- Cheryl Barrett demonstrates two different approaches to solo pieces. What Becomes of the Broken Hearted? is a short, bitter-sweet piece for a cast of one lady in her sixties. Then there’s Best Foot Forward, Darling, a rhyming monologue for a choreographer whose protegees, Monica and Jasper, have just gone on stage. (He addresses his acid remarks to the dancers and to an unseen companion in the wings.)
- Best Served Cold by Alan Robinson is a ten-minute play for a gastronome, so the set is simply a table, chair and napkin.
One-Act Plays (by length; not necessarily by structure)
- There aren’t many stage realisations of the zombie apocalypse. There may be good reasons for this, but Damian Trasler takes an unexpected approach with Love in the Time of Zombies a relatively serious treatment for a cast of 2M, 1F
- Amy Sutton’s A Human Write is a fascinating one act drama that uses mime and rhyme to take us into the mind of a struggling writer. (Somewhere between 11 and 25 actors.)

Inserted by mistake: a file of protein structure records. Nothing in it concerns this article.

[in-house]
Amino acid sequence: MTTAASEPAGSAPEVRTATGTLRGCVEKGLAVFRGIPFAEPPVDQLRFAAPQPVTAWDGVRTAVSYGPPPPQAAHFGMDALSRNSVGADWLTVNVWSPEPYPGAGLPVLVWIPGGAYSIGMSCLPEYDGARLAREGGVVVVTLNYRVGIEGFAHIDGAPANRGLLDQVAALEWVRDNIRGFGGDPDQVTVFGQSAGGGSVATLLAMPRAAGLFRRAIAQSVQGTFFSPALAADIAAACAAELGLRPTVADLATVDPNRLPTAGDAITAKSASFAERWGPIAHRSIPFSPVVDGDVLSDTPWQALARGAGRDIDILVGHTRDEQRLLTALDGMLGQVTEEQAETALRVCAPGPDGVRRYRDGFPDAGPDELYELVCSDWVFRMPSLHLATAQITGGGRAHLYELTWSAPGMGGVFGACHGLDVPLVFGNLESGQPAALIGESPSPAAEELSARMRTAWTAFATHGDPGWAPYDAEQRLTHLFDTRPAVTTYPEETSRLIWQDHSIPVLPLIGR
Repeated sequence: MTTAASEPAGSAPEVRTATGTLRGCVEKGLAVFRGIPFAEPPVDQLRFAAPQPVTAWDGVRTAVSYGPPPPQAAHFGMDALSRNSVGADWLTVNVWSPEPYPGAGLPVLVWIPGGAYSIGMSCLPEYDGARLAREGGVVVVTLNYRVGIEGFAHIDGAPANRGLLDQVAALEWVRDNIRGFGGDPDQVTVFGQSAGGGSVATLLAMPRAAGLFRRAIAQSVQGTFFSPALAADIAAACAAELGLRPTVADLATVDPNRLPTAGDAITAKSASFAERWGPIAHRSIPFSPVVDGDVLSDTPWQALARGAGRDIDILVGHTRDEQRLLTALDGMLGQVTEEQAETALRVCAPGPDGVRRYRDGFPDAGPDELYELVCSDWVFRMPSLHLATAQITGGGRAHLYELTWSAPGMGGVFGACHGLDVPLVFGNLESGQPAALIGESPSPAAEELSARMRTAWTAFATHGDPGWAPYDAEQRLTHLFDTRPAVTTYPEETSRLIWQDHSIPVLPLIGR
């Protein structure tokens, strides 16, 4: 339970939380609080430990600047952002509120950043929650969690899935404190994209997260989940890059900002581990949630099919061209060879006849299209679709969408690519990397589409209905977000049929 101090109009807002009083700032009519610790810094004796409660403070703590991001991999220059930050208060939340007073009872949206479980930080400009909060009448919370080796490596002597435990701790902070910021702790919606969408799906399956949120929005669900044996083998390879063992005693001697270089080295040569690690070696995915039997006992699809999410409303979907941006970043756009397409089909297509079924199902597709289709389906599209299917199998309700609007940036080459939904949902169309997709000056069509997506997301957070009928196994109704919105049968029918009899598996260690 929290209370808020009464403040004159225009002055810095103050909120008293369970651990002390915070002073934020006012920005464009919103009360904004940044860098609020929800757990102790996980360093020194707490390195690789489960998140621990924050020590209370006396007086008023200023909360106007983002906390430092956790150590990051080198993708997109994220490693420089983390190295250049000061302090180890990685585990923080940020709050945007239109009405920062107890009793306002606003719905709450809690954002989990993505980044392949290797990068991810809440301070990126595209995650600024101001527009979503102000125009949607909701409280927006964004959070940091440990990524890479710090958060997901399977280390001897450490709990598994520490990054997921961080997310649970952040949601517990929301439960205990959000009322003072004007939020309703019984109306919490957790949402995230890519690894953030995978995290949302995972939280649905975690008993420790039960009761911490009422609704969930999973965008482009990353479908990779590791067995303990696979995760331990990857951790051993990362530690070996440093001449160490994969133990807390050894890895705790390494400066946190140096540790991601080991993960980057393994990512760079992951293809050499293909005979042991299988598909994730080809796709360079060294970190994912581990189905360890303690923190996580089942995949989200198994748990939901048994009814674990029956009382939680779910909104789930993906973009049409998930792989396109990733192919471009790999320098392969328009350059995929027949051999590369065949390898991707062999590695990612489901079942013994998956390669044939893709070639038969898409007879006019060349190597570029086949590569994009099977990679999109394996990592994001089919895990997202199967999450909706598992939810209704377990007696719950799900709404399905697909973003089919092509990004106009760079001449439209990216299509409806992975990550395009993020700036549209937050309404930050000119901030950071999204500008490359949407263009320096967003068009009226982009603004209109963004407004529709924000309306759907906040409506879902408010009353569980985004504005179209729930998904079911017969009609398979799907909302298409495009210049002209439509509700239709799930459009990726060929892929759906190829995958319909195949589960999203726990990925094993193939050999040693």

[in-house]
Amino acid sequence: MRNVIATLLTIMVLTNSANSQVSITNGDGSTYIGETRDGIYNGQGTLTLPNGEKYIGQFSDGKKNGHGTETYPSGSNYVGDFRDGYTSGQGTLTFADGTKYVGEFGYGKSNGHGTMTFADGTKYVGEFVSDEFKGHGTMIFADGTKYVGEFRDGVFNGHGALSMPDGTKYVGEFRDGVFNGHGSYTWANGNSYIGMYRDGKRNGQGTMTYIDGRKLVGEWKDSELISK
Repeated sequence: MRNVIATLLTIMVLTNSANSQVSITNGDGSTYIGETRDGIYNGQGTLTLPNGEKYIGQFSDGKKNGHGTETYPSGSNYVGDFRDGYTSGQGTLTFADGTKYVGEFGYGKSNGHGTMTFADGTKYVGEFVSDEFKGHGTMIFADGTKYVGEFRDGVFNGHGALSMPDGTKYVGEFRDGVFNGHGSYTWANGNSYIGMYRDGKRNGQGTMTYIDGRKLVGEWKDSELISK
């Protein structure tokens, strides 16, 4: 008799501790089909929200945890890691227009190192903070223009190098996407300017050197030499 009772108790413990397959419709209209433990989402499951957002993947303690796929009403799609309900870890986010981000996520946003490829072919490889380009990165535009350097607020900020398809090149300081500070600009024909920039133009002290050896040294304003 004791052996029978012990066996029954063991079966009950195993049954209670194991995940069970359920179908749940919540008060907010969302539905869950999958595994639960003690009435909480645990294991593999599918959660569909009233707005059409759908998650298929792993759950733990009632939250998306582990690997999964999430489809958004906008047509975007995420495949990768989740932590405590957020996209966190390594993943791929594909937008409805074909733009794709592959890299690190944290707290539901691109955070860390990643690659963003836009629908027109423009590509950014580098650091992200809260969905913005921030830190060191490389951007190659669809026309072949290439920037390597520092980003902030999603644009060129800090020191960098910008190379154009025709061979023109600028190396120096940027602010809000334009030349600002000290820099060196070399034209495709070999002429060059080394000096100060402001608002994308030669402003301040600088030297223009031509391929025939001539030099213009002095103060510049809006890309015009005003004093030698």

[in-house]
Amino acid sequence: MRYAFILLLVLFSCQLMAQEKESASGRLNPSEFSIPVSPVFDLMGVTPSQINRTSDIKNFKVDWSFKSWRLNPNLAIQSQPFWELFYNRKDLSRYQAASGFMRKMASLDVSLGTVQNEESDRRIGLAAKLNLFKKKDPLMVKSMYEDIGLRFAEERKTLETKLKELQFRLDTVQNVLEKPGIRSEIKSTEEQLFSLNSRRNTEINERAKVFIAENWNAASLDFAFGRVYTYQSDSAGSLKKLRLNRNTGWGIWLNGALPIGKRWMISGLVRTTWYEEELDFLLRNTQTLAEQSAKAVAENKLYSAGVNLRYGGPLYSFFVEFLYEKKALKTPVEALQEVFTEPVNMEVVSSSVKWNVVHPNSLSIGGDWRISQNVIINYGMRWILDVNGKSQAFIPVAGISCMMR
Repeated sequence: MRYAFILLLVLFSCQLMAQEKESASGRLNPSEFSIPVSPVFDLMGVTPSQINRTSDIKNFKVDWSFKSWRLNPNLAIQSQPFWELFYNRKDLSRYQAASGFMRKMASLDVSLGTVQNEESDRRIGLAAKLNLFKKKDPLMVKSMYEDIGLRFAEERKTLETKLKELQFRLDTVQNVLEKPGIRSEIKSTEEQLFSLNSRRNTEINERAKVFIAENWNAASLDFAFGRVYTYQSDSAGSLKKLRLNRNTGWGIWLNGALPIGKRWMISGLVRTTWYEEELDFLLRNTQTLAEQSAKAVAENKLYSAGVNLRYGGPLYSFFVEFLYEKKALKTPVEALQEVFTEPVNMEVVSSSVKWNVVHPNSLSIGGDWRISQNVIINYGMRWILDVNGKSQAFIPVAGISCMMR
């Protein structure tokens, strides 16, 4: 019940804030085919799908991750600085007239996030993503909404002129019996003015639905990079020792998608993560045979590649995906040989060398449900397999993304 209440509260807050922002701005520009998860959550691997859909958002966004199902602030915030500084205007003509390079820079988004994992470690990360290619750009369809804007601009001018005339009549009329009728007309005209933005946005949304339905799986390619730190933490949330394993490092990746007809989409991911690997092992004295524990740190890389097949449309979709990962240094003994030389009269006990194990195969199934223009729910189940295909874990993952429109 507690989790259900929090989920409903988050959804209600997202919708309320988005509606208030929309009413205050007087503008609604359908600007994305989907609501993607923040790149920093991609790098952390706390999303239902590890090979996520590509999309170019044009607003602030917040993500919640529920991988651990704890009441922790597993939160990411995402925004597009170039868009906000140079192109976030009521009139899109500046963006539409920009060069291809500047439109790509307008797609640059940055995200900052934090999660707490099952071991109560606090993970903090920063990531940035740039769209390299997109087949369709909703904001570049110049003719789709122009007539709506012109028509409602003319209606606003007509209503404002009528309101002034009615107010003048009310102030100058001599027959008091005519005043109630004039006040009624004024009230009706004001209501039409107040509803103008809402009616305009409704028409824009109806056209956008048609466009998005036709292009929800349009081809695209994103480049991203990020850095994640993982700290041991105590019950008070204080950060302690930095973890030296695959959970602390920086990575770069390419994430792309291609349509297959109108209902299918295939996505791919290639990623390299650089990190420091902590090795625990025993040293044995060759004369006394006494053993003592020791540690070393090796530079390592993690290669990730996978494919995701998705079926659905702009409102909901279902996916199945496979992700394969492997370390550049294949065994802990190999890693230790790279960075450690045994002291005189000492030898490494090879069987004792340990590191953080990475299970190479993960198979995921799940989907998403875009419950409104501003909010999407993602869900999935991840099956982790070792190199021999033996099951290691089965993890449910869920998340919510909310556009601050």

- George Freek’s It’s a Farce does exactly what it says on the label, with a plot of mistaken intentions, clever dialogue and physical comedy. (2M, 4F)
- Elsewhere on the web site we have a range of serious and not-so-serious nativity plays for children. Archie Wilson’s approach in Hollingsborough Children’s School Nativity Play is a send-up of the genre, intended to have grown-ups taking the roles of the children performing the play (plus the exasperated teacher and an offstage voice). (5M, 4F, 3 or 4 Either.)
- The Wound by Graham Jones is a one-act thriller set in a newly-opened small hotel where one of the guests appears to pose a threat. (2M, 3F)